By Louise McCracken
It was a 5:00 am start with Jon Kaplan, Barbara Murphy and Fred O’Leary. I was nervous as this was going to be the longest ride I have ever set out to accomplish. Jon had complete faith in me to finish. And to give me a boost in my confidence, had expressed his concerns that his pace would be too slow for me, “You can finish this ride in 12 hours.” Thanks Jon, I know I need to pace myself so I can have the energy to finish.
Several had started this ride “at the butt-crack of dawn” as a dear friend would tell me. Many ultra bright headlights mounted on bikes and helmets made my lighting in-effective for the first ten miles or so. Those of us who are “new-bee’s” identified the seasoned cyclist instantly when there were turns on the course. I was so thankful I was cycling with Jon as he clearly expressed the directions. Barbara was very helpful herself yelling at other cyclists if they had turned the wrong way down the road. Talk about “Girl Grit,” yee haw.
My wool jersey was keeping me plenty warm and my jacket was becoming more of an access item than a barrier to the wind. As the sun peaked over the mountains, the fields of poppies, lupine and mustard were glowing creating a breathtaking view. I turned to Fred as we rode on a long stretch of road amongst a single row of red flashing lights, “This is quite the Kodak moment.” I forgot how he replied to me, but the look on his face validated my expression. Nothing beats the coolness of the morning hitting your face, watching the colors glow with the first dawn light, and the sounds of cyclists turning the pedals – priceless.
Tim from San Diego joined us as we continued the ride. At approximately mile 70, my energy hit an all time low. Jon says that I “hit the wall” as I dropped back from the group before the reaching the 2nd rest stop. Barbara knew right away what happened – “You’re not eat and drinking enough!” Yea, you’re right, I am still learning how to cycle and reach for articles in those back pockets of my jersey. Took advantage of electrolyte pills and inhaled some goodies, most of then salty and topped-off my water bottles. A rider and a SAG crew member complimented me on the wool jersey. Oh yea, they are warm! The group had been waiting for me so I was not going to hold them up any further. I shed my jacket as I felt overheated and as able to keep up with the group refreshed-I was starting the ride all over again.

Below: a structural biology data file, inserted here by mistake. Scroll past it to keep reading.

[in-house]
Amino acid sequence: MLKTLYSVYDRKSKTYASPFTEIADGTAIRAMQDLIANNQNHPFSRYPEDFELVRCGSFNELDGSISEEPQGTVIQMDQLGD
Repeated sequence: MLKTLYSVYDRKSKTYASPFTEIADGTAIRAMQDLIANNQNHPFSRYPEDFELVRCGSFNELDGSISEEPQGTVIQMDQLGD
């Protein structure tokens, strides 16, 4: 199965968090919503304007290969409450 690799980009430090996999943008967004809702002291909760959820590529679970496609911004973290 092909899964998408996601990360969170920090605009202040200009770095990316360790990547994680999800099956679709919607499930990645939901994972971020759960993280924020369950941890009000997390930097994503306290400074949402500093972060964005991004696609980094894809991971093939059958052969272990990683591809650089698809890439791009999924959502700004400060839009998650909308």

Winds blowing pretty good to Morro Bay that took a toll on our group as Jon and Barbara broke away from Fred, Tim and I until the Main Street turn-off on the highway. I was so happy to have that red “dot” placed on my number as we knew this was the half-way point of the ride. You know what they say, “Strength are in numbers.” And that is especially true when you are riding through towns like Morro Bay and Pismo Beach. Traveling in packs, a grand presence is created when approaching traffic signals and stop signs. Motorists were gracious and courteous. There was one incident where a small-sized burgundy truck was passing us honking his horn and “flipping the bird.”
Lunch was a welcoming sight. My camelback was empty and the energy bars and gel shots I stuffed in my sleeves were nearly gone. Time to re-energize and re-group thoughts about the ride; as Gary Franc advised me at Death Valley, strategy is eating and drinking. So very true, and lesson well learned. Tim dropped behind and informed us that he was having knee problems-too bad, we were enjoying his camaraderie. A sandwich and a soda made me feel bloated, but I stuffed my sleeves knowing that sensation would not last for long. Met Barry Schwartz after a group photo; after telling him about my experience hitting the wall, he smiled and said, “That is what Doubles are all about-suffering.” Larry joined us as we continued down the long and straight flatlands enjoying some tail winds and battling crosswinds. I concentrated on keeping pace as I felt guilty of “sucking wheel” more than pulling the group.
The last rest stop was a welcoming sight as we were asked for our numbers to be checked-off a list. Many riders reassured me that I was “almost done” and lots of congratulatory expressions once they learned this was my first double. One last climb and the rest is downhill from there. The cup of noodles went down easy-comfort food that hit the core indeed. Barbara and Fred took off ahead of us because Fred is a slower climber and Barbara had confidence that we would catch-up to them. Of course, another comment the wool jersey before leaving the rest stop, “Women aren’t supposed to wear wool jerseys!” Hmmmm. “Well, they do now!” LOL
Climbing the last hill, I was mentally prepared for a tougher climb. Granted you have cycled more than 160 miles at this point and your legs are getting tired. I guess I was concentrating so much on maneuvering around the patched, chopped-up, and re-patched road up the grade. When Jon and I reached the cattle guard at the top, he expressed that I had made a better effort than him. The decent was challenging because of the beaten-up road, I was happy we were doing this while it was still day-light. Once we were on better surfaces, it was smooth sailing from there.
One last climb-yea right; a rolling hill into Buellton and a short “climb” into Solvang to complete the ride. To us new-bee’s that was the last amount of suffering to be had on the ride. Jon was pleased to announce that he did his all-time best ride on the Solvang Double completing the course in 12hr 50min. Many thanks go out to Jon, Barbara and Fred! I was happy to be a part of the experience for Jon to achieve his best time, what a ride to remember.